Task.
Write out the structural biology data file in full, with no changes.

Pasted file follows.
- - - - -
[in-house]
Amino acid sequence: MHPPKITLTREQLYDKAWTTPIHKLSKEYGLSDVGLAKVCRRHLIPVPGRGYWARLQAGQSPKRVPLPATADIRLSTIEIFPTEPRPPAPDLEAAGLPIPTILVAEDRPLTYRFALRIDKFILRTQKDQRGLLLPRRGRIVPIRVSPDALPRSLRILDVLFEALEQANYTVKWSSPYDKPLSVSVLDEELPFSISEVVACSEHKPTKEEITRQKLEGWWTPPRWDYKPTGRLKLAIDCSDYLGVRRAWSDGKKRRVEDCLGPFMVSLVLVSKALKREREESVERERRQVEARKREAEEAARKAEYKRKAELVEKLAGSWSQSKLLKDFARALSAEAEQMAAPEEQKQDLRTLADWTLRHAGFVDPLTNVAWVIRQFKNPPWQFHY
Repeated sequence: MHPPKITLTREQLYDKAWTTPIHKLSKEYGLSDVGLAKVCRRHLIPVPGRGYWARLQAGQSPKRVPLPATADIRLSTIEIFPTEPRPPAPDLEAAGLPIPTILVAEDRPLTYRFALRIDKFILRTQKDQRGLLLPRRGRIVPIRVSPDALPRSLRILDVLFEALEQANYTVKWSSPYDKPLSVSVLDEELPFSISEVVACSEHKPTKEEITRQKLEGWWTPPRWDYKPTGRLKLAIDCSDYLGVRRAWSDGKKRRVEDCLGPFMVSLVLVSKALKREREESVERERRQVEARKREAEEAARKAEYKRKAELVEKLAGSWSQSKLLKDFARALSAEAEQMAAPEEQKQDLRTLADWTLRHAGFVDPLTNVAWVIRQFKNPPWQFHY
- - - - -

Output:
[in-house]
Amino acid sequence: MHPPKITLTREQLYDKAWTTPIHKLSKEYGLSDVGLAKVCRRHLIPVPGRGYWARLQAGQSPKRVPLPATADIRLSTIEIFPTEPRPPAPDLEAAGLPIPTILVAEDRPLTYRFALRIDKFILRTQKDQRGLLLPRRGRIVPIRVSPDALPRSLRILDVLFEALEQANYTVKWSSPYDKPLSVSVLDEELPFSISEVVACSEHKPTKEEITRQKLEGWWTPPRWDYKPTGRLKLAIDCSDYLGVRRAWSDGKKRRVEDCLGPFMVSLVLVSKALKREREESVERERRQVEARKREAEEAARKAEYKRKAELVEKLAGSWSQSKLLKDFARALSAEAEQMAAPEEQKQDLRTLADWTLRHAGFVDPLTNVAWVIRQFKNPPWQFHY
Repeated sequence: MHPPKITLTREQLYDKAWTTPIHKLSKEYGLSDVGLAKVCRRHLIPVPGRGYWARLQAGQSPKRVPLPATADIRLSTIEIFPTEPRPPAPDLEAAGLPIPTILVAEDRPLTYRFALRIDKFILRTQKDQRGLLLPRRGRIVPIRVSPDALPRSLRILDVLFEALEQANYTVKWSSPYDKPLSVSVLDEELPFSISEVVACSEHKPTKEEITRQKLEGWWTPPRWDYKPTGRLKLAIDCSDYLGVRRAWSDGKKRRVEDCLGPFMVSLVLVSKALKREREESVERERRQVEARKREAEEAARKAEYKRKAELVEKLAGSWSQSKLLKDFARALSAEAEQMAAPEEQKQDLRTLADWTLRHAGFVDPLTNVAWVIRQFKNPPWQFHY